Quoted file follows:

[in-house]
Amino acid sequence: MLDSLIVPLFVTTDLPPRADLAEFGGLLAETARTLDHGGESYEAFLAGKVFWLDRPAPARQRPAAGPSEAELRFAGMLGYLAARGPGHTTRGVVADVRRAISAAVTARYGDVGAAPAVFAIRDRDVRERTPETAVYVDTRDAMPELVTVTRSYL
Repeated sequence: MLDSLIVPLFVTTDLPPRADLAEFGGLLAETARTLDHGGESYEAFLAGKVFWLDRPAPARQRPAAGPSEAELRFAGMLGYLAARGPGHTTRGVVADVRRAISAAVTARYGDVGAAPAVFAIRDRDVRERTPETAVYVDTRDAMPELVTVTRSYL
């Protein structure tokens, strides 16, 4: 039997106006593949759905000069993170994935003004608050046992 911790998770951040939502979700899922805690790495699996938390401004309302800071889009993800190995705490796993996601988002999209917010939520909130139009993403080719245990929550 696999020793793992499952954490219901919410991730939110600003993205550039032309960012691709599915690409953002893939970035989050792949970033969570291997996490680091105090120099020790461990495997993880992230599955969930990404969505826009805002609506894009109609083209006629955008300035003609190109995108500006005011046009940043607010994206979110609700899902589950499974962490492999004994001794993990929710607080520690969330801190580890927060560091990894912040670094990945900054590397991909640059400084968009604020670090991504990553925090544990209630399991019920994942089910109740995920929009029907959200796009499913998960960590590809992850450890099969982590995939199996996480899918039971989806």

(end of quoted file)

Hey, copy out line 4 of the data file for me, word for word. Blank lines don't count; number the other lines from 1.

């Protein structure tokens, strides 16, 4: 039997106006593949759905000069993170994935003004608050046992 911790998770951040939502979700899922805690790495699996938390401004309302800071889009993800190995705490796993996601988002999209917010939520909130139009993403080719245990929550 696999020793793992499952954490219901919410991730939110600003993205550039032309960012691709599915690409953002893939970035989050792949970033969570291997996490680091105090120099020790461990495997993880992230599955969930990404969505826009805002609506894009109609083209006629955008300035003609190109995108500006005011046009940043607010994206979110609700899902589950499974962490492999004994001794993990929710607080520690969330801190580890927060560091990894912040670094990945900054590397991909640059400084968009604020670090991504990553925090544990209630399991019920994942089910109740995920929009029907959200796009499913998960960590590809992850450890099969982590995939199996996480899918039971989806």